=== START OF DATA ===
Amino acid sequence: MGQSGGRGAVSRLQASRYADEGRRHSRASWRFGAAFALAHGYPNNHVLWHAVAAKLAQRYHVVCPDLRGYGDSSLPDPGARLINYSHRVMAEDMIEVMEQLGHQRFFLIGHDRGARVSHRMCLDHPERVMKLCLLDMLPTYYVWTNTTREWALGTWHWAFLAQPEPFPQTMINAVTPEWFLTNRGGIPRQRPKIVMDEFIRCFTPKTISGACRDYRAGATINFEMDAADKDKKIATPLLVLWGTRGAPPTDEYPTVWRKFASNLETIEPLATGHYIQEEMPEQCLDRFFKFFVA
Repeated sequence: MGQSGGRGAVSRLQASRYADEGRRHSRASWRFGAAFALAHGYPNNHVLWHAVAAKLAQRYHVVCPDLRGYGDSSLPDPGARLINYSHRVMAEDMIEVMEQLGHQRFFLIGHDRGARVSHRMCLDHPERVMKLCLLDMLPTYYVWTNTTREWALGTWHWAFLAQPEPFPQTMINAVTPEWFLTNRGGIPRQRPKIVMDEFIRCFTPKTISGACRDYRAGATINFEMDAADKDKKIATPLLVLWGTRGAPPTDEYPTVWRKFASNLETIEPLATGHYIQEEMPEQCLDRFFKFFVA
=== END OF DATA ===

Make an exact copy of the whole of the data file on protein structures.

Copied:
Amino acid sequence: MGQSGGRGAVSRLQASRYADEGRRHSRASWRFGAAFALAHGYPNNHVLWHAVAAKLAQRYHVVCPDLRGYGDSSLPDPGARLINYSHRVMAEDMIEVMEQLGHQRFFLIGHDRGARVSHRMCLDHPERVMKLCLLDMLPTYYVWTNTTREWALGTWHWAFLAQPEPFPQTMINAVTPEWFLTNRGGIPRQRPKIVMDEFIRCFTPKTISGACRDYRAGATINFEMDAADKDKKIATPLLVLWGTRGAPPTDEYPTVWRKFASNLETIEPLATGHYIQEEMPEQCLDRFFKFFVA
Repeated sequence: MGQSGGRGAVSRLQASRYADEGRRHSRASWRFGAAFALAHGYPNNHVLWHAVAAKLAQRYHVVCPDLRGYGDSSLPDPGARLINYSHRVMAEDMIEVMEQLGHQRFFLIGHDRGARVSHRMCLDHPERVMKLCLLDMLPTYYVWTNTTREWALGTWHWAFLAQPEPFPQTMINAVTPEWFLTNRGGIPRQRPKIVMDEFIRCFTPKTISGACRDYRAGATINFEMDAADKDKKIATPLLVLWGTRGAPPTDEYPTVWRKFASNLETIEPLATGHYIQEEMPEQCLDRFFKFFVA